How to pay off that looming holiday debt

How to pay off that looming holiday debt

The holidays might be over, but nobody told your credit cards.

A Magnify Money poll found Americans added an average of $986 in debt during this holiday season. That might not seem like a huge number – but let’s not forget those pesky interest rates and daily expenses. Consumers making the minimum $25 payment each month on a 15 percent rate credit card could rack up about $400 in interest.

They could also take almost 10 years to pay off that holiday debt. And what happens if they wrack up more holiday debt the next several years?

So, let’s try to avoid that nightmare after Christmas, shall we? Here are some solid tips for paying off your holiday debt as quickly as possible.

  1. Divide and Conquer. If you have multiple credit cards that’ve wracked up debt over the holiday season, it can be tempting to try to pay all of them off at once. But paying the same amount off each card every month will hurt you in the long run, said Kasey C. Gahler, a Texas-based certified financial planner in a article. Instead, turn your focus toward the credit card with the highest interest rate. Ignore all other cards until that one is paid off, then move onto the next highest interest rate card. It’ll save you in interest rate payments.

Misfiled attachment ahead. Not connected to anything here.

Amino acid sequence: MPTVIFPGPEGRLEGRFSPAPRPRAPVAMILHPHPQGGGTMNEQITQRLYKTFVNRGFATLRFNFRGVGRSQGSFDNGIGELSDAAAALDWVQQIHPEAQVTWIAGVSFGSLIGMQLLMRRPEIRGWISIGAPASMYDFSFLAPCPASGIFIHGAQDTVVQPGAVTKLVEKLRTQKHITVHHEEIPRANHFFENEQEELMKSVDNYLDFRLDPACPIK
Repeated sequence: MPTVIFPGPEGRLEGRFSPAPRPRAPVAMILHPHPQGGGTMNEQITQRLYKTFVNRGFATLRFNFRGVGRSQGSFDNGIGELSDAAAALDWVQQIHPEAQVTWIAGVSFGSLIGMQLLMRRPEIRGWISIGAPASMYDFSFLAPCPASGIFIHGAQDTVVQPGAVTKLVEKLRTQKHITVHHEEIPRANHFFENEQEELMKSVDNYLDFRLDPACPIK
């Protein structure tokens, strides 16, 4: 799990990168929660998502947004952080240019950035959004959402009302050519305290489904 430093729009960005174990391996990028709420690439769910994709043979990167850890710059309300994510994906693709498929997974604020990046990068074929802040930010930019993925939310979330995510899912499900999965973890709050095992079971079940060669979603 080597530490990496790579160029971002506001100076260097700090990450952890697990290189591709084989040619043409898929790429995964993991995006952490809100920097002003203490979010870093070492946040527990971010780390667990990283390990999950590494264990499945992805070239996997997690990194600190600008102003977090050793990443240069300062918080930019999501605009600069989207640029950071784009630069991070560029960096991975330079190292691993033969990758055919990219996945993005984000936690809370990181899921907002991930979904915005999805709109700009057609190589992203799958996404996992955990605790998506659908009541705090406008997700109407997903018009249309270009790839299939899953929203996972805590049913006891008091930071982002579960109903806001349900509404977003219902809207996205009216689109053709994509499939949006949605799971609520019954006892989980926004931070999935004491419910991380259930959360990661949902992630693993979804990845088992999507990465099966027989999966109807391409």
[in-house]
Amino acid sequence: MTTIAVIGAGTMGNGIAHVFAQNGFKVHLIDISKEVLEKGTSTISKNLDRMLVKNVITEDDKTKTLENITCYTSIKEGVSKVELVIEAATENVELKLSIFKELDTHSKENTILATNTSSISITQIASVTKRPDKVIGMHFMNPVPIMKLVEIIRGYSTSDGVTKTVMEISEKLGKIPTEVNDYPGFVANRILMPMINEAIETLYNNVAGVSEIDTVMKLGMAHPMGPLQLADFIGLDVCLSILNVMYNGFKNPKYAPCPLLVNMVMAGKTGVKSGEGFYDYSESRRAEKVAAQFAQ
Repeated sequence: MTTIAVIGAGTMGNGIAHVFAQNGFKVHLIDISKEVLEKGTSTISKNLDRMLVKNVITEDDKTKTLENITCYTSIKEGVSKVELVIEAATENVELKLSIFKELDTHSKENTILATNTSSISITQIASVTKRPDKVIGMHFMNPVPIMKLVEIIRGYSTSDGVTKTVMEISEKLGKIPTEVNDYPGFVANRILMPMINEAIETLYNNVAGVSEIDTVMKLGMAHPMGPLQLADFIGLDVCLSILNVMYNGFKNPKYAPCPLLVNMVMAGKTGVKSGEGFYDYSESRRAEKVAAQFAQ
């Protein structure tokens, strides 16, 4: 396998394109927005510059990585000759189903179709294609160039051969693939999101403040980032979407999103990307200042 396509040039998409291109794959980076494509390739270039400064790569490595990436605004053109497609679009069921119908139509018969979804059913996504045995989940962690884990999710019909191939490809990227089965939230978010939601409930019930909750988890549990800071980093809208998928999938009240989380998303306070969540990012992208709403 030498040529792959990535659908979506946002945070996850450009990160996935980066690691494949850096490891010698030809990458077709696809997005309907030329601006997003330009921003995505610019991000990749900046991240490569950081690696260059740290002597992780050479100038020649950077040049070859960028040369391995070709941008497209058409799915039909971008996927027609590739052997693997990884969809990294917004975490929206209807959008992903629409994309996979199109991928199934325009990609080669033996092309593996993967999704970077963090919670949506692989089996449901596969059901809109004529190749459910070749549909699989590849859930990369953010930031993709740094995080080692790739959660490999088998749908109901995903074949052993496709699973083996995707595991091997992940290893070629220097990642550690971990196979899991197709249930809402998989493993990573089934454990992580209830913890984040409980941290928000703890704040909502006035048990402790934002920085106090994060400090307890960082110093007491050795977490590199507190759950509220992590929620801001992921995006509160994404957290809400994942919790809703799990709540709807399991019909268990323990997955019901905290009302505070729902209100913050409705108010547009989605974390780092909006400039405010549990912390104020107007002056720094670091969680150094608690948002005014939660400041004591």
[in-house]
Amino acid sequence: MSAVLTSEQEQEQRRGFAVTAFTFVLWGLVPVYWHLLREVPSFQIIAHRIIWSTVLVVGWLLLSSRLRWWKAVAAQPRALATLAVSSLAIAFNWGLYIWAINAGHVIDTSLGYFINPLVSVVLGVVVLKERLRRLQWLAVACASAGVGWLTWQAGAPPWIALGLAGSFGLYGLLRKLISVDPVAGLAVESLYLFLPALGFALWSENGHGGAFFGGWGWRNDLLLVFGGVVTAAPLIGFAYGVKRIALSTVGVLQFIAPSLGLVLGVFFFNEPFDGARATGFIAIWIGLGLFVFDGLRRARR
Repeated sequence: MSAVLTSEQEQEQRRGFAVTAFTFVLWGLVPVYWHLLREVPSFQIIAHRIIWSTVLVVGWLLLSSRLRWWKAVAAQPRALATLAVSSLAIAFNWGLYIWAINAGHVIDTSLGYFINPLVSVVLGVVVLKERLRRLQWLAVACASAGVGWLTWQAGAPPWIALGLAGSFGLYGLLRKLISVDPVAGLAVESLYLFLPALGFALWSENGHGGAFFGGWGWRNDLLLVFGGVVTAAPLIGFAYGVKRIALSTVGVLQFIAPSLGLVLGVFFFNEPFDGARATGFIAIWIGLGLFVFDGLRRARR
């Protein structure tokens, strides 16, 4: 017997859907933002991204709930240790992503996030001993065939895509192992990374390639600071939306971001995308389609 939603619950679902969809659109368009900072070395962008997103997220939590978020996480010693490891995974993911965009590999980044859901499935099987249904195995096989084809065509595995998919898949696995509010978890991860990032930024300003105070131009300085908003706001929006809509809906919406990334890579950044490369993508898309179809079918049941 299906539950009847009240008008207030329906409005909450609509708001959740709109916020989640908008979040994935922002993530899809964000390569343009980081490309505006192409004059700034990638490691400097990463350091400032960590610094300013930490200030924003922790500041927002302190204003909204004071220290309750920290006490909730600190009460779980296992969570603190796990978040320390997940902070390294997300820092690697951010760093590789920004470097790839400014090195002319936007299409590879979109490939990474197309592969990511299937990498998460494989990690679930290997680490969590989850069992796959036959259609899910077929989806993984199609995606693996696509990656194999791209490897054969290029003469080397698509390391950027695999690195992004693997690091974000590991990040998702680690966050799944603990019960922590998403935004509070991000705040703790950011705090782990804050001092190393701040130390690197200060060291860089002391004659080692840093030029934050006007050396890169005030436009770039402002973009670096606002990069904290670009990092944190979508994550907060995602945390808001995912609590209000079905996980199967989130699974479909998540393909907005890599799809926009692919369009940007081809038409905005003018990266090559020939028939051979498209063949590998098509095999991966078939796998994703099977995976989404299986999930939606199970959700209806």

2. Pay Up – All Month Long. Most people don’t think about paying their credit card companies until they receive their statements. But credit card companies will take more than one payment a month, according Consumer Reports. Since interest is calculated from the account’s average daily balance, you’ll pay less over time if you send money throughout the month rather than only when you receive your statement. Consumer Reports recommends pairing this method with spending cuts. For instance, if you that $25 dinner out in favor of leftovers at home, immediately go online and pay that $25 off your credit card. You’ll be surprised how fast debt begins to dwindle.
  3. Cut it. Are there any small places you can cut spending in your budget to allow more money toward paying off debt? Maybe you can skip that daily Starbucks run. Consider spending less on big ticket items, too. A new year can be a great time to shop around for cheaper car insurance or to unsubscribe to services you never use any more (there may even be some you’ve forgotten about).
  4. Side Hustle. Cutting down spending is great, but there’s only so mucn you can reasonably cut out of your budget. To fill in gaps, consider trying to earn some extra money on the side. You could rent out your house on Airbnb or offer rides on Lyft and / or Uber. Sites like LinkedIn ProFinder and Upwork can help you find freelance jobs while Instacart, Postmates and TaskRabbit can make you some money doing chores and running errands.
  5. Plan Ahead. You’ve worked hard to get out of debt from Christmas 2017 – don’t make more work for yourself after Christmas 2018. Look at how much the holidays cost you this year and divide that amount by 12. Each month, put aside 1/12 that amount into a holidays saving account. That way you can stay debt free well into 2018! Happy New Year!

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